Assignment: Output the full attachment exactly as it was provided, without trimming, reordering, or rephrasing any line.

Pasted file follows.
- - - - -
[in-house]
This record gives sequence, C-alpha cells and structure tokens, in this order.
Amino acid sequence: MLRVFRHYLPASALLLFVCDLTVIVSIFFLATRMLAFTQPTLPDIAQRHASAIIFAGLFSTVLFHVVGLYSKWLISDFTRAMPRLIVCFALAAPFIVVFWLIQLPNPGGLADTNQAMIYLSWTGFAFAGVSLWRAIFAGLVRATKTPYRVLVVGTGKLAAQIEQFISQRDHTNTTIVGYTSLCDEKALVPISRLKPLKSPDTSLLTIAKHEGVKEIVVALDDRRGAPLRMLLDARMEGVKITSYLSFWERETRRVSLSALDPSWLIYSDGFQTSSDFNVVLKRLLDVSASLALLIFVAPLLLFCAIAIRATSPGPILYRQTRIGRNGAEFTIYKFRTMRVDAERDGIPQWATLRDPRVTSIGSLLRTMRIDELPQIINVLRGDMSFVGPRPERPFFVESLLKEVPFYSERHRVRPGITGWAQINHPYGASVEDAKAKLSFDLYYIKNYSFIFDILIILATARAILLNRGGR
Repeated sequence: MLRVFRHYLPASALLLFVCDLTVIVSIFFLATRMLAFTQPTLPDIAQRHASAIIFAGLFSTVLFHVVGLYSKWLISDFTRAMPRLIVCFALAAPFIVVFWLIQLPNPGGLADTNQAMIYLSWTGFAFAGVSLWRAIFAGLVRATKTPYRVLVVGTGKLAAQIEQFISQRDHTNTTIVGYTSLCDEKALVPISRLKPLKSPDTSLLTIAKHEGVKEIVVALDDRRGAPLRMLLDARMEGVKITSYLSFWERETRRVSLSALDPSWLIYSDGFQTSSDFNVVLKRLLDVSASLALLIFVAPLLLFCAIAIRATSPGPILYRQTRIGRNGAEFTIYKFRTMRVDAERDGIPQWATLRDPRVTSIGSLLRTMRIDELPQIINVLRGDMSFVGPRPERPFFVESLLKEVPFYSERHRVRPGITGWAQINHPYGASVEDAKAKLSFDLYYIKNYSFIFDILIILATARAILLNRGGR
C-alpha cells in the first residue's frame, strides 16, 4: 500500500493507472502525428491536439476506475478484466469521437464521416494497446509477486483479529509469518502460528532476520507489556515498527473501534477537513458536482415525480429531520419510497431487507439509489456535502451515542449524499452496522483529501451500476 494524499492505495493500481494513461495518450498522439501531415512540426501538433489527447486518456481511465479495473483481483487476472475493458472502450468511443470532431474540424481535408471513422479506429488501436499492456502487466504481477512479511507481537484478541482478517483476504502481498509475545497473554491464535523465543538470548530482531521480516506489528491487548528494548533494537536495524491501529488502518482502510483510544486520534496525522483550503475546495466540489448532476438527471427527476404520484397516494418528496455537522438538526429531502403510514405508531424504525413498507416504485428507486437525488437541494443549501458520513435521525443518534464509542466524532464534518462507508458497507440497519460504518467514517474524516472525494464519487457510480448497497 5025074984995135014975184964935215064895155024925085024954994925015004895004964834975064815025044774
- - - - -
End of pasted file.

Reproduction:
[in-house]
This record gives sequence, C-alpha cells and structure tokens, in this order.
Amino acid sequence: MLRVFRHYLPASALLLFVCDLTVIVSIFFLATRMLAFTQPTLPDIAQRHASAIIFAGLFSTVLFHVVGLYSKWLISDFTRAMPRLIVCFALAAPFIVVFWLIQLPNPGGLADTNQAMIYLSWTGFAFAGVSLWRAIFAGLVRATKTPYRVLVVGTGKLAAQIEQFISQRDHTNTTIVGYTSLCDEKALVPISRLKPLKSPDTSLLTIAKHEGVKEIVVALDDRRGAPLRMLLDARMEGVKITSYLSFWERETRRVSLSALDPSWLIYSDGFQTSSDFNVVLKRLLDVSASLALLIFVAPLLLFCAIAIRATSPGPILYRQTRIGRNGAEFTIYKFRTMRVDAERDGIPQWATLRDPRVTSIGSLLRTMRIDELPQIINVLRGDMSFVGPRPERPFFVESLLKEVPFYSERHRVRPGITGWAQINHPYGASVEDAKAKLSFDLYYIKNYSFIFDILIILATARAILLNRGGR
Repeated sequence: MLRVFRHYLPASALLLFVCDLTVIVSIFFLATRMLAFTQPTLPDIAQRHASAIIFAGLFSTVLFHVVGLYSKWLISDFTRAMPRLIVCFALAAPFIVVFWLIQLPNPGGLADTNQAMIYLSWTGFAFAGVSLWRAIFAGLVRATKTPYRVLVVGTGKLAAQIEQFISQRDHTNTTIVGYTSLCDEKALVPISRLKPLKSPDTSLLTIAKHEGVKEIVVALDDRRGAPLRMLLDARMEGVKITSYLSFWERETRRVSLSALDPSWLIYSDGFQTSSDFNVVLKRLLDVSASLALLIFVAPLLLFCAIAIRATSPGPILYRQTRIGRNGAEFTIYKFRTMRVDAERDGIPQWATLRDPRVTSIGSLLRTMRIDELPQIINVLRGDMSFVGPRPERPFFVESLLKEVPFYSERHRVRPGITGWAQINHPYGASVEDAKAKLSFDLYYIKNYSFIFDILIILATARAILLNRGGR
C-alpha cells in the first residue's frame, strides 16, 4: 500500500493507472502525428491536439476506475478484466469521437464521416494497446509477486483479529509469518502460528532476520507489556515498527473501534477537513458536482415525480429531520419510497431487507439509489456535502451515542449524499452496522483529501451500476 494524499492505495493500481494513461495518450498522439501531415512540426501538433489527447486518456481511465479495473483481483487476472475493458472502450468511443470532431474540424481535408471513422479506429488501436499492456502487466504481477512479511507481537484478541482478517483476504502481498509475545497473554491464535523465543538470548530482531521480516506489528491487548528494548533494537536495524491501529488502518482502510483510544486520534496525522483550503475546495466540489448532476438527471427527476404520484397516494418528496455537522438538526429531502403510514405508531424504525413498507416504485428507486437525488437541494443549501458520513435521525443518534464509542466524532464534518462507508458497507440497519460504518467514517474524516472525494464519487457510480448497497 5025074984995135014975184964935215064895155024925085024954994925015004895004964834975064815025044774